Saturday, July 11, 2009

The Language of the Fan

A few years ago, my mother gave me a beautiful hand-painted fan with an ivory handle and tassel which dates back to the late 1800's. It had been in her father's family and was brought to the U.S. from Spain when my grandfather immigrated to New Orleans at the turn of the century. It is a treasure from the past, and I often wonder who may have used this lovely fan (his mother? a sister?) and how pretty she must have looked with this accessory, especially if she was wearing a lace mantilla. In researching Victorian courtship etiquette for creative writing that I enjoy, I came across the charming language of the fan -- a secret and subtle way for ladies and gentlemen to communicate with each other when in public. I wonder if the owner of my fan ever placed it over her heart or let the fan touch her right cheek?

The Language of the Fan:

A closed fan touching the right eye: "When may I be allowed to see you?"
The fan placed near the heart: "You have won my love"
The number of sticks shown answered the question: "At what hour?"
Threatening movements with a fan closed: "Do not be so imprudent"
Half-opened fan pressed to the lips: "You may kiss me"
Hands clasped together holding an open fan: "Forgive me"
Covering the left ear with an open fan: "Do not betray our secret"
Hiding the eyes behind an open fan: "I love you"
Shutting a fully opened fan slowly: "I promise to marry you"
Drawing the fan across the eyes: "I am sorry"
Touching the finger to the tip of the fan: "I wish to speak with you"
Letting the fan rest on the right cheek: "Yes"
Letting the fan rest on the left cheek: "No"
Opening and closing the fan several times: "You are cruel"
Dropping the fan: "We will be friends"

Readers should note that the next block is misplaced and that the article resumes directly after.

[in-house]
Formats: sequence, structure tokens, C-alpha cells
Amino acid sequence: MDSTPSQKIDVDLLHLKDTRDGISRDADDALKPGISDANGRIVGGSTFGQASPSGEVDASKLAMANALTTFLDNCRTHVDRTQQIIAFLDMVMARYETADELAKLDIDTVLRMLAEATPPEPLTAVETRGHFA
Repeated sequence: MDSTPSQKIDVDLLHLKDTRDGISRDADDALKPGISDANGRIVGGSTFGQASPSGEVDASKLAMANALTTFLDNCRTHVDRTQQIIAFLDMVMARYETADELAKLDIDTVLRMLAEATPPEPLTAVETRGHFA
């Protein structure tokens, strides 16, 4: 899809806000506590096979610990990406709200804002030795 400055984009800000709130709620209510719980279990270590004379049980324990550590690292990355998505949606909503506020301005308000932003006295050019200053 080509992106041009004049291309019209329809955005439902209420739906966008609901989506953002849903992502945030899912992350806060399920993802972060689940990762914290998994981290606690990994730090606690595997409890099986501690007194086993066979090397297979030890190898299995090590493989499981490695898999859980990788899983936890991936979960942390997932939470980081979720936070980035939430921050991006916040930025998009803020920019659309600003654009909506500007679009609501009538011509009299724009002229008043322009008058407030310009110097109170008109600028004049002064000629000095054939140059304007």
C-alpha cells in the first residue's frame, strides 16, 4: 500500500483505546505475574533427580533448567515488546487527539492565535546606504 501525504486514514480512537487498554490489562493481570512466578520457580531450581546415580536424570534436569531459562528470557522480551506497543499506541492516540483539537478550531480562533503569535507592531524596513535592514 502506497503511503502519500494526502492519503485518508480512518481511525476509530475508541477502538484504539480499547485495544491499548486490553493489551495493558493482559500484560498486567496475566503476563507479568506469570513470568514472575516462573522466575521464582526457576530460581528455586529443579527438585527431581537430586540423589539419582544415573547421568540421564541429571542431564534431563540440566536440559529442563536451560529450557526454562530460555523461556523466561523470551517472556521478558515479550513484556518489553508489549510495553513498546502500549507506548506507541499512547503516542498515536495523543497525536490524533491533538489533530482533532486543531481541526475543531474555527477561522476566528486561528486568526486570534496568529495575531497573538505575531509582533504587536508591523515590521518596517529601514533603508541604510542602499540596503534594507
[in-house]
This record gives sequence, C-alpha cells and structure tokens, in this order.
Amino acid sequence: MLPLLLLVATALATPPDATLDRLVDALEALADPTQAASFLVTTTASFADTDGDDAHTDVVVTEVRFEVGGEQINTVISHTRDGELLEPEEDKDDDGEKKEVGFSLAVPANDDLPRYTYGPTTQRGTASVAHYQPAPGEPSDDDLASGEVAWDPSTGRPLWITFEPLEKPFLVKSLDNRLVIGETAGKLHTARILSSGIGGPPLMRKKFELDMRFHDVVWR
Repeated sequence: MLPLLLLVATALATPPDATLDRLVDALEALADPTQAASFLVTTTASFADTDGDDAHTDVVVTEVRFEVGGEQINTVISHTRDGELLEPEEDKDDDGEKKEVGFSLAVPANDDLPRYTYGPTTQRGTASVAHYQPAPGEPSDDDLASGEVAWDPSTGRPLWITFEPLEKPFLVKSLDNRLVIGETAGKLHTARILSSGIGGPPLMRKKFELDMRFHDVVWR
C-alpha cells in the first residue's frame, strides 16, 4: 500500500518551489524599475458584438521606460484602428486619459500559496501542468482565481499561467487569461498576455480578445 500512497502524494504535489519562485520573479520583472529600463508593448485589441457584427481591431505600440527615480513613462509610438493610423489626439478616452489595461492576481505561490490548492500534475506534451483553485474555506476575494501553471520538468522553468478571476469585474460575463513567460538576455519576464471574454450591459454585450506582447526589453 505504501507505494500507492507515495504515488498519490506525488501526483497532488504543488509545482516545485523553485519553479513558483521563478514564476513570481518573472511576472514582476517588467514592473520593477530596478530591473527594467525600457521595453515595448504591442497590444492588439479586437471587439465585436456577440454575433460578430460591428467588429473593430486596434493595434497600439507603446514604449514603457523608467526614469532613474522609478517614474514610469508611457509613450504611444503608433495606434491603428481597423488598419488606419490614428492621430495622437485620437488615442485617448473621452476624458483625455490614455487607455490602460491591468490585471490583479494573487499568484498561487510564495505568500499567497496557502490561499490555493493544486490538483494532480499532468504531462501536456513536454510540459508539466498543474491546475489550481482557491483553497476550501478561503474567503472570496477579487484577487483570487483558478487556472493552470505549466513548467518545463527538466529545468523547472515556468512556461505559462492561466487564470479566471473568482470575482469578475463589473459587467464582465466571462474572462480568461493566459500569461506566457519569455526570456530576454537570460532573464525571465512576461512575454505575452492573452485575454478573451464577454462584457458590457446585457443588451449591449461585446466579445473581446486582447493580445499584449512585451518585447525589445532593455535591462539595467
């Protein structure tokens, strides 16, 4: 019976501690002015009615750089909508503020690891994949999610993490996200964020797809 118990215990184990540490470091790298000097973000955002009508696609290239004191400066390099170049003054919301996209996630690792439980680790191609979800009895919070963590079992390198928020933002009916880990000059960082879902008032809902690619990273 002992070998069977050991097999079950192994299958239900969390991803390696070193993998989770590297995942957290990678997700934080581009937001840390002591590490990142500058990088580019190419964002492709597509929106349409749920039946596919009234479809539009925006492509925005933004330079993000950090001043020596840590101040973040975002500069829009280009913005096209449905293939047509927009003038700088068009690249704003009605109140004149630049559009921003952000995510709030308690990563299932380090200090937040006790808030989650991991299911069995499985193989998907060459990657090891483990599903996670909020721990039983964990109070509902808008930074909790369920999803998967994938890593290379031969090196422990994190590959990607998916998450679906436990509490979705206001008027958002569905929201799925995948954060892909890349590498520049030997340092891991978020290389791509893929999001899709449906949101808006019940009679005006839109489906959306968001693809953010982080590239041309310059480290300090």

Fanning slowly: "I am married"
Fanning quickly: "I am engaged"
Putting the fan handle to the lips: "Kiss me"
Opening a fan wide: "Wait for me"
Placing the fan behind the head: "Do not forget me"
Placing the fan behind the head with finger extended: "Goodbye"
Fan in right hand in front of face: "Follow me"
Fan in left hand in front of face: "I am desirous of your acquaintance"
Fan held over left ear: "I wish to get rid of you"
Drawing the fan across the forehead: "You have changed"
Twirling the fan in the left hand: "We are being watched"
Twirling the fan I the right hand: "I love another"
Carrying the open fan in the right hand: "You are too willing"
Carrying the open fan in the left hand: "Come and talk to me"
Drawing the fan through the hand: "I hate you!"
Drawing the fan across the cheek: "I love you!"
Presenting the fan shut: "Do you love me?"
This list was compiled by Micki Gaffney

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A Light on the Veranda
The Queen's Vow: A Novel Of Isabella Of Castile
The Edwardians
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Howards End
Lady's Maid
Instruments Of Darkness
When Maidens Mourn
Where Shadows Dance
What Remains of Heaven
Where Serpents Sleep
Why Mermaids Sing
When Gods Die
Before Ever After
The Sugar Queen
Garden Spells
After the Night

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